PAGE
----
Fiat Chrysler Automobiles NV Chairman John Elkann renewed a push to merge the company with one of the auto industry’s “big guys,” saying savings could top $10 billion a year.
Even with developments like car sharing and self-driving vehicles, Fiat Chrysler’s major competitors should consider the potential benefits of a merger because the bulk of their business through 2030 will remain selling cars to individuals, Elkann said in a letter to shareholders of Exor SpA, the investment company through which his family controls Fiat Chrysler.
The savings figure from combining “starts to become very interesting” when looked at over the long term, Elkann wrote. “But you need two to tango, and most of our competitors are busy with the great opportunities that technological disruption has to offer.”
After calling off efforts to push General Motors Co. into a deal, Fiat Chrysler CEO Sergio Marchionne, 63, has made investment and restructuring through 2018 his final job at the company he’s run since 2004. His most challenging goal will be to turn Fiat Chrysler’s 5 billion euros in net industrial debt into a cash pile of at least 4 billion euros.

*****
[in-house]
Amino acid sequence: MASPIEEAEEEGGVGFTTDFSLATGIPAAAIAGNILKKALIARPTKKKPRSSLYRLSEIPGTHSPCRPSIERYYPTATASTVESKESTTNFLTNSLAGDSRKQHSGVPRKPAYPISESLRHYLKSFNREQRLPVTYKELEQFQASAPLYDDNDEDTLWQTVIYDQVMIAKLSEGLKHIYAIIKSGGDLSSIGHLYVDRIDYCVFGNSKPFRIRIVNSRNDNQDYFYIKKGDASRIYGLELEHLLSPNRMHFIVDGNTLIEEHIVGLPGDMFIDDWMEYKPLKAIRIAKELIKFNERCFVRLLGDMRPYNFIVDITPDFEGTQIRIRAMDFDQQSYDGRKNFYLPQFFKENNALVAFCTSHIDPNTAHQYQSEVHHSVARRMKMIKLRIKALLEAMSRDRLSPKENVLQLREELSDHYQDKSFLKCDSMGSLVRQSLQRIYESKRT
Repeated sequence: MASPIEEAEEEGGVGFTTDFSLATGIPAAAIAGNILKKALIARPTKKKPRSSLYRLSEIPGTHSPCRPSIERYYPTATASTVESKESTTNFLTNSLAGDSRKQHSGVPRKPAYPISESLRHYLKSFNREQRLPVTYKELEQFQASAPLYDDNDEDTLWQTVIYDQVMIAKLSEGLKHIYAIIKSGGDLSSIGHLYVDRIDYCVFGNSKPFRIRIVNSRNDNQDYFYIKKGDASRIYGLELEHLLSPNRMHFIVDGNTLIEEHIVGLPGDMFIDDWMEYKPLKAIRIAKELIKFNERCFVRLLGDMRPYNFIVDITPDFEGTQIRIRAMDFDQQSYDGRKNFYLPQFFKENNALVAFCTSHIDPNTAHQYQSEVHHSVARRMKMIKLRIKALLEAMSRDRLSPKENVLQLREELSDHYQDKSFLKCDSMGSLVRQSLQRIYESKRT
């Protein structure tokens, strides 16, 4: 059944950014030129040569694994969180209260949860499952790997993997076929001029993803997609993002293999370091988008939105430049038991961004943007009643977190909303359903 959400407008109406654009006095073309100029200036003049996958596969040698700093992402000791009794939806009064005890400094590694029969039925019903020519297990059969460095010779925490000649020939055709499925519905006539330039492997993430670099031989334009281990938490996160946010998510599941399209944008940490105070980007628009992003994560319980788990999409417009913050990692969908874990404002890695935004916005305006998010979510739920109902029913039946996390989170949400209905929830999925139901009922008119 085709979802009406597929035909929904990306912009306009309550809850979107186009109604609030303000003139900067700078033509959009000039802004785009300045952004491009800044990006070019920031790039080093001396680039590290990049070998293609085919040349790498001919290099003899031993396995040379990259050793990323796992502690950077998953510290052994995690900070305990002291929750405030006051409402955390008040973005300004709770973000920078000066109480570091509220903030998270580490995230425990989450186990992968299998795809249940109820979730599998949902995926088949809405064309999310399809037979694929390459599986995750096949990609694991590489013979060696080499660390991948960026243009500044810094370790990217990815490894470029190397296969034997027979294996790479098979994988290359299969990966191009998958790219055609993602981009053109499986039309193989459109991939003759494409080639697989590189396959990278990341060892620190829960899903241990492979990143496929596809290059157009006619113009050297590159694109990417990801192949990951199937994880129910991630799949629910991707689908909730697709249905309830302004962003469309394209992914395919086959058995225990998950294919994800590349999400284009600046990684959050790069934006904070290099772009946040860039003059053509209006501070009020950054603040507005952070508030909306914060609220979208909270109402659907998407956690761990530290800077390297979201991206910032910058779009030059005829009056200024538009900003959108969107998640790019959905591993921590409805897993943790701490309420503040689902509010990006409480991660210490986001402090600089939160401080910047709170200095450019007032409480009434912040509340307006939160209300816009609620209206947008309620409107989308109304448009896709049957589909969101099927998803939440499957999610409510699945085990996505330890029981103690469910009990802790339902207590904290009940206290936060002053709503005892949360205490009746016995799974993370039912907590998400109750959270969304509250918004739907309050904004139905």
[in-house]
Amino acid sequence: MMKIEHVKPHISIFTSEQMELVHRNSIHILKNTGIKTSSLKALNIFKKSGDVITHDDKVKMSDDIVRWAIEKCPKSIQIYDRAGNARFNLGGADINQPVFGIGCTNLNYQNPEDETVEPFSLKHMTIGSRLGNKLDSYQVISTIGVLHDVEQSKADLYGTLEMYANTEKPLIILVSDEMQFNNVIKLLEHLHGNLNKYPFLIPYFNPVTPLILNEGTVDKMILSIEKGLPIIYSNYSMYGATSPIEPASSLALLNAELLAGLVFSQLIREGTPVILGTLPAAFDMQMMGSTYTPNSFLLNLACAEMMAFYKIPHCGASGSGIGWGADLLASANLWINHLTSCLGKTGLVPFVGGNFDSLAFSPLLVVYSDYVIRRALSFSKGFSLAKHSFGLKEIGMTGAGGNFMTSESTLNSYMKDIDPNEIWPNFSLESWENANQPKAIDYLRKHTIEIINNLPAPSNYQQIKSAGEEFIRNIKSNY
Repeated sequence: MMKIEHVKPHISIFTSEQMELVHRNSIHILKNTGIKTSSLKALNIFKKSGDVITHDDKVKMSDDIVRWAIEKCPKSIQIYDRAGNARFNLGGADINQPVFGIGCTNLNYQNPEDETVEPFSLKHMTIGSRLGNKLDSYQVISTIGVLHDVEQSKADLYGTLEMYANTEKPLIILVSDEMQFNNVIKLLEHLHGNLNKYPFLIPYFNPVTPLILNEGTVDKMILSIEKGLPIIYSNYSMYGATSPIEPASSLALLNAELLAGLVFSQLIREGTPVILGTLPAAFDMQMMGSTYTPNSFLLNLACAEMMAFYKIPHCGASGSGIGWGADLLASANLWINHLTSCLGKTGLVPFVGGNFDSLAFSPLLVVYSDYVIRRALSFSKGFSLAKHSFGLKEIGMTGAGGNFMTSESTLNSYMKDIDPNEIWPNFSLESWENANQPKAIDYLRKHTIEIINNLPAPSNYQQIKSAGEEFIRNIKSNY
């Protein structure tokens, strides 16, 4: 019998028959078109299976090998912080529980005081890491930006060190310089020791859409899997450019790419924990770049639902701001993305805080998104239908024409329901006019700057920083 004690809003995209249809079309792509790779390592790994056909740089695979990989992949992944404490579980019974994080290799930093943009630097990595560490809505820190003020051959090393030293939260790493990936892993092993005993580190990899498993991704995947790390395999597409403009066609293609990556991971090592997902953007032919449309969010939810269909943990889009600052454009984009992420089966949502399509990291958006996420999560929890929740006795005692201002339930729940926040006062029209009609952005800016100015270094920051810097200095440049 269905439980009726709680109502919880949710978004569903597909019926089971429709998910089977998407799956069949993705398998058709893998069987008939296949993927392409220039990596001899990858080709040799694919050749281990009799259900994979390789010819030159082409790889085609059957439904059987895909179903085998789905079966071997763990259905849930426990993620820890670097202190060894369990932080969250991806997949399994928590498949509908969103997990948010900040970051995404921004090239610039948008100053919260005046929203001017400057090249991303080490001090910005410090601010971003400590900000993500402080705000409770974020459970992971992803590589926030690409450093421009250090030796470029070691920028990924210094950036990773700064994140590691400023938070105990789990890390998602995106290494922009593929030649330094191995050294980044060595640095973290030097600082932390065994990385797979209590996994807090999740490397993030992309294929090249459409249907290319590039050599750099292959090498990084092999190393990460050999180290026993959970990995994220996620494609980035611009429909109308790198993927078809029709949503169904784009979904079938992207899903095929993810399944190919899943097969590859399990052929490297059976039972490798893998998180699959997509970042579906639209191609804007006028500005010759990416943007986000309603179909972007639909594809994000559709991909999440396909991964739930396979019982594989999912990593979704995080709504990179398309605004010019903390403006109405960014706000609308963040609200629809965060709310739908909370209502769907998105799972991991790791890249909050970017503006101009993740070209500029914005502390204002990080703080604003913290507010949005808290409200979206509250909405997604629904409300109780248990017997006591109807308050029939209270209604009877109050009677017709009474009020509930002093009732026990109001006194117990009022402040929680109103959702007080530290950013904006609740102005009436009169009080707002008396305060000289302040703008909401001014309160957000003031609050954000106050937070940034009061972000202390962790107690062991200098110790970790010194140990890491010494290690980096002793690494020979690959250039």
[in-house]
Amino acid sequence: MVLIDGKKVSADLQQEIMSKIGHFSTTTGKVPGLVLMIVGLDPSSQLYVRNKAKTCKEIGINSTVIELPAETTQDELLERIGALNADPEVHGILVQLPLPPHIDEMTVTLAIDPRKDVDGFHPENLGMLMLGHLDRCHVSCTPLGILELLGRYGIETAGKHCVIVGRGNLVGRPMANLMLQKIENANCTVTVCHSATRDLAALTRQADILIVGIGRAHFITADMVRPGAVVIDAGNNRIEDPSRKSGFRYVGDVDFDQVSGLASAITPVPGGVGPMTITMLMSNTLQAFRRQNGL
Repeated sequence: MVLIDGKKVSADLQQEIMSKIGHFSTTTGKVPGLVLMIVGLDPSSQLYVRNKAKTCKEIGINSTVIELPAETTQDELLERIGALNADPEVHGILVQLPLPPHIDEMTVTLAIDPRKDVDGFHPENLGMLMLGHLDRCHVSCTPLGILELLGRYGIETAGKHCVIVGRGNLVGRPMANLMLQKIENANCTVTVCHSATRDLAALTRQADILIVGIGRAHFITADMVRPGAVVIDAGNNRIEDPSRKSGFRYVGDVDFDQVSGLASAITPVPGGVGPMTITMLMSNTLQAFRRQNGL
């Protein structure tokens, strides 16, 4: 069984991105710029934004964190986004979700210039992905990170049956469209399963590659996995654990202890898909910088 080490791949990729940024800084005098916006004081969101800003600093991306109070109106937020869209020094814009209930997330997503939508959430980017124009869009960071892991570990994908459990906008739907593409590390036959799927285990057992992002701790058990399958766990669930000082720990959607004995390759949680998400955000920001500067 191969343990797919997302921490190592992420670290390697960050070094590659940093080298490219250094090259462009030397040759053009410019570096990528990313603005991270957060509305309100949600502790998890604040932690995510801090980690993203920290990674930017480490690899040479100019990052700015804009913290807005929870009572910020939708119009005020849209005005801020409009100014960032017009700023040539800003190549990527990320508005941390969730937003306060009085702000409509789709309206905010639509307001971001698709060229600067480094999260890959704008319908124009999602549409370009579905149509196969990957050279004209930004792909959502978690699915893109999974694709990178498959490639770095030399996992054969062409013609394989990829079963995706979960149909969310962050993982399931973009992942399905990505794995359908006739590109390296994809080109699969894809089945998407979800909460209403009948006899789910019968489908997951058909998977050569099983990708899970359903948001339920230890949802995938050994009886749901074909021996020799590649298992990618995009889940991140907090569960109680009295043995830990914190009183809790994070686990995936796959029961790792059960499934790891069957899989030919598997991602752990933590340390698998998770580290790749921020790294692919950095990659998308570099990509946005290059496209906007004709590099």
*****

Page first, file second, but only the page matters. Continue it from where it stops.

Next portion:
Marchionne, who formed the company by combining Italian vehicle maker Fiat with U.S. counterpart Chrysler, contends that the expansion program will put the manufacturer in a better position to strike a deal down the line. Elkann’s letter reinforced Marchionne’s contention that the auto industry should consolidate further to cope with rising development costs.
Even in a “high-disruption scenario,” at least 85% of cars in 2030 will need drivers rather than operating autonomously, Elkann wrote, citing figures from consultant McKinsey & Co. Industry revenue from new car sales will increase to $4 trillion in 2030 from $2.75 trillion in 2015.
“Boring old carmakers need to figure out how to make this profitable and guard against falling into the 1990 trap of ignoring that business while chasing profits in other parts of the value chain,” Elkann said.
Elkann, 40, is a member of the Agnelli family that founded the former Fiat SpA, and he’s CEO of Exor, which owns 44% of Fiat Chrysler’s voting rights. Exor also controls Ferrari NV, the sports-car maker spun off from Fiat Chrysler in January, and CNH Industrial NV, the truck and tractor producer that was separated in 2011. The three manufacturers are holding their annual shareholder meetings in Amsterdam Friday.
By Tommaso Ebhardt